JOHN HUNT is Legatus’ executive director. He and his wife Kathie are charter members of Legatus’ Chicago Chapter.

Trust and ethics in health care

Jennifer Miller contends that underprivileged people are targeted for unsafe studies . . .

Jennifer E. Miller

Gaps in trust and ethics continue to challenge the bio-pharmaceutical industry, providing fodder for the media and provoking chagrin from consumers — including concerns about the quality and accessibility of medicine, essential life-saving therapies and human research subject protections.

Curiously, despite the number of publicized breaches of trust and ethics, we’re in an age that demands excellence in health care ethics in developed countries. We’re also concerned that the poor in developing countries aren’t used solely as means to an end. Yet the practicality of articulating, ensuring, monitoring and evaluating excellence in ethical standards remains both a challenge and an opportunity.

A surmountable challenge in crafting biomedical ethical standards includes marrying ethical theory with real life practice. Ethics scandals by U.S.-based clinical researchers in the mid-20th century have been particularly well documented, including cases like the Tuskegee, Guatemala syphilis and Willowbrook studies. These studies have been criticized for their unethical treatment of traditionally vulnerable populations.

During this era, it wasn’t uncommon for established experts to conduct their federally funded studies with disadvantaged people. For example, Dr. W. Paul Havens Jr., a WHO viral disease expert and pioneering hepatitis research scientist, furthered his studies by exposing patients in mental institutions to hepatitis. Similarly, the man who invented the polio vaccine, Dr. Jonas Salk, conducted his flu vaccine clinical trials on Michigan state insane asylum patients in 1942.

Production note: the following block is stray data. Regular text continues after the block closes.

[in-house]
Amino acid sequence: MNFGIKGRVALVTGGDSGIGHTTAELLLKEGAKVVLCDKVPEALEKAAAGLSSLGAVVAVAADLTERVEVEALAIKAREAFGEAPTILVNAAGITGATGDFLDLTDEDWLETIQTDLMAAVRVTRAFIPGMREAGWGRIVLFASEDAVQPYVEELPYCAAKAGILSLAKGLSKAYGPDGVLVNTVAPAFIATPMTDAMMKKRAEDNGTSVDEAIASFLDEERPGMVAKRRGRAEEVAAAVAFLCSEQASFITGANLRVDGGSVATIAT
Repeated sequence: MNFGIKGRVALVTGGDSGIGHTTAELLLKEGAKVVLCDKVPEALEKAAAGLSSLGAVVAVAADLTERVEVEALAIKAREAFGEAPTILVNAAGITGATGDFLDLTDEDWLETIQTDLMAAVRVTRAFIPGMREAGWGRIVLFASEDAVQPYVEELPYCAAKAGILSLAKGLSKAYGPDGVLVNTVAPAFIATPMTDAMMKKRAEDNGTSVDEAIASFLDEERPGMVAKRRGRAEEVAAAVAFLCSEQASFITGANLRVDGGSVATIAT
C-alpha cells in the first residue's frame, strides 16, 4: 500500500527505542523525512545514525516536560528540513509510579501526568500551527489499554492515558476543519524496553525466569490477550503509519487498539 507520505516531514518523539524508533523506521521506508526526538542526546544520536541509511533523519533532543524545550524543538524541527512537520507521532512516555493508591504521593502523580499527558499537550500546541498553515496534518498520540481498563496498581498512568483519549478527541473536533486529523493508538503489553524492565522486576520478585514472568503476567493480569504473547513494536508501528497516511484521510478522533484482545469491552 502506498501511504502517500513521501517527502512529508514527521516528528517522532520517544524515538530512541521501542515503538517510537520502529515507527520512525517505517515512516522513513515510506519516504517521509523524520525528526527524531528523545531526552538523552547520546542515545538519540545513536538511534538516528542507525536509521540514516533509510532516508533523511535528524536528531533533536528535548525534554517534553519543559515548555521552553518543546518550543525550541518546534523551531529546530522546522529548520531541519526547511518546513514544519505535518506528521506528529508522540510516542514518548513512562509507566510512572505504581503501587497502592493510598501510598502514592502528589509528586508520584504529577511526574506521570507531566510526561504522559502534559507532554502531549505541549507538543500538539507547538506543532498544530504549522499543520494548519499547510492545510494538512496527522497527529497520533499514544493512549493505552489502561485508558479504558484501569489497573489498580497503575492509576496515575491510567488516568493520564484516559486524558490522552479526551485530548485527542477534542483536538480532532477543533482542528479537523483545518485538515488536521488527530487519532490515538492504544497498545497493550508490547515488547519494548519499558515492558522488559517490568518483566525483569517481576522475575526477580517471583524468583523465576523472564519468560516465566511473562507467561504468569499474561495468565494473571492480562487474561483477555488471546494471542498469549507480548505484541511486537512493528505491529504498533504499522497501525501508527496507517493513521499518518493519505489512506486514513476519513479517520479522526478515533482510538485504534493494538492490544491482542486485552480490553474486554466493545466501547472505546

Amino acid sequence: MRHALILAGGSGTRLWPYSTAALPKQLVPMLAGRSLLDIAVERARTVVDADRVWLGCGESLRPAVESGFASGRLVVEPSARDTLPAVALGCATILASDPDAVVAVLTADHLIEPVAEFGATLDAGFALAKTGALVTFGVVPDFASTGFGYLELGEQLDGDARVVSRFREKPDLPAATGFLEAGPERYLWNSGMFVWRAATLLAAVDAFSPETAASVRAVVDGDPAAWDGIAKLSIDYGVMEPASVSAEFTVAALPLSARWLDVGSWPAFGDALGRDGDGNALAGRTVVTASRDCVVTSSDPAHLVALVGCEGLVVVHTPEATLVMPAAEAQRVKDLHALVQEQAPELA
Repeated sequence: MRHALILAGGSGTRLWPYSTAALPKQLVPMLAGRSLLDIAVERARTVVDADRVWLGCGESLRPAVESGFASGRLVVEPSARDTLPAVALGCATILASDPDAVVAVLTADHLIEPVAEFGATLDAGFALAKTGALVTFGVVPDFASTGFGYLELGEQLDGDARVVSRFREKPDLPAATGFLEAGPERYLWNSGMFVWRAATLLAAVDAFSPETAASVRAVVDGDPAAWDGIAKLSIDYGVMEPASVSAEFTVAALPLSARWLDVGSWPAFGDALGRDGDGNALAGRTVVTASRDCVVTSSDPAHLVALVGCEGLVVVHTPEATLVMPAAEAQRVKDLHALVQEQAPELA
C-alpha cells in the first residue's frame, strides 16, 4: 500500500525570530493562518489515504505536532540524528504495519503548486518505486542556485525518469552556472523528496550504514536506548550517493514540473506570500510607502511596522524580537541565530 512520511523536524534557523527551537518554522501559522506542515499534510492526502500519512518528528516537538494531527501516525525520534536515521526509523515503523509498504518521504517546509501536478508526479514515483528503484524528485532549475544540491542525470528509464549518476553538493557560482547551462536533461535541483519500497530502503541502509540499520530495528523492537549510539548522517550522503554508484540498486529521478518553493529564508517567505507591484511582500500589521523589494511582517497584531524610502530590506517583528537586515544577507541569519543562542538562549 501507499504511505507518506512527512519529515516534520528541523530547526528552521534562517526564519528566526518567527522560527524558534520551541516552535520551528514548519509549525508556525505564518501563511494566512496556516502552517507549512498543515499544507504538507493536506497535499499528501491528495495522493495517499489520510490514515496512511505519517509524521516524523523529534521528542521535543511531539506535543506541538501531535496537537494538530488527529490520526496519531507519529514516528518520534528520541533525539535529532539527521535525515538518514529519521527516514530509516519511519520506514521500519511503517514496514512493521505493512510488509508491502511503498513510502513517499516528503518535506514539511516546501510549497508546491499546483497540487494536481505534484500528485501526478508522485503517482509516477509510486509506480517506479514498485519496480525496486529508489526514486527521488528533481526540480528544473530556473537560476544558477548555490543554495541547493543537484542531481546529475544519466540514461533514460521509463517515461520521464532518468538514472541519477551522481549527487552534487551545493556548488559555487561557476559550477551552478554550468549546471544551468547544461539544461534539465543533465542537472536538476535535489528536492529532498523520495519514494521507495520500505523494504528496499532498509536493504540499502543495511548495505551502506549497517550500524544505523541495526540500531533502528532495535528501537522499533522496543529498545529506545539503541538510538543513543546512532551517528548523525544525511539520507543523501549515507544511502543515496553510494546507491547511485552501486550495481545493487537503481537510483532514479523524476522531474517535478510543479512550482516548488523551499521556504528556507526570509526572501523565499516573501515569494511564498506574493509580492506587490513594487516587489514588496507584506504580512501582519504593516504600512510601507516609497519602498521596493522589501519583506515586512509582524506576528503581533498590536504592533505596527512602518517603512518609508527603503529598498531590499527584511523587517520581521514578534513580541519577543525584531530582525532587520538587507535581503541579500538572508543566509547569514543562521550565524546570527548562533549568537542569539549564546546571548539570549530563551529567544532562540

Unethical research practices have not necessarily been ameliorated over the past two decades. In the mid-1990s, Johns Hopkins Medical School’s Kennedy Krieger Institute recruited 108 poor black families to live in lead-painted houses in East Baltimore to study pediatric retardation resulting from lead paint ingestion.

Some researchers claimed the study was justified because it provided the benefit of otherwise unaffordable housing to the research subjects. Many of these families subsequently reported that they were deliberately recruited into a study with inadequately disclosed foreseeable harms. At least one family’s children suffered learning disabilities and cognitive impairments.

While in Thailand last month, a doctor from a public clinic shrugged when I asked about the use of placebos. He said that on one hand his patients have little access to cancer drugs without enrolling in a drug trial, and on the other hand only half of the participants he enrolls will receive care in a placebo-controlled trial. Compounding the situation, paternalism in many countries can be common, prompting patients to defer to doctors without reading consent forms.

New and emerging ethical issues still challenge the industry. A 2007 Harris poll found that only 11% of the U.S. population believes pharmaceutical companies are “generally honest and trustworthy,” ranking barely above tobacco and oil companies. In the area of research, some 50% of white and 73% of minority respondents reported that it’s “very likely” or “somewhat likely” that they might be used as guinea pigs without their consent. Moreover, the industry’s role is often not well understood: Surveys suggest that about 70% of Americans “believe that drug companies are too concerned with profits and not concerned enough about helping people.”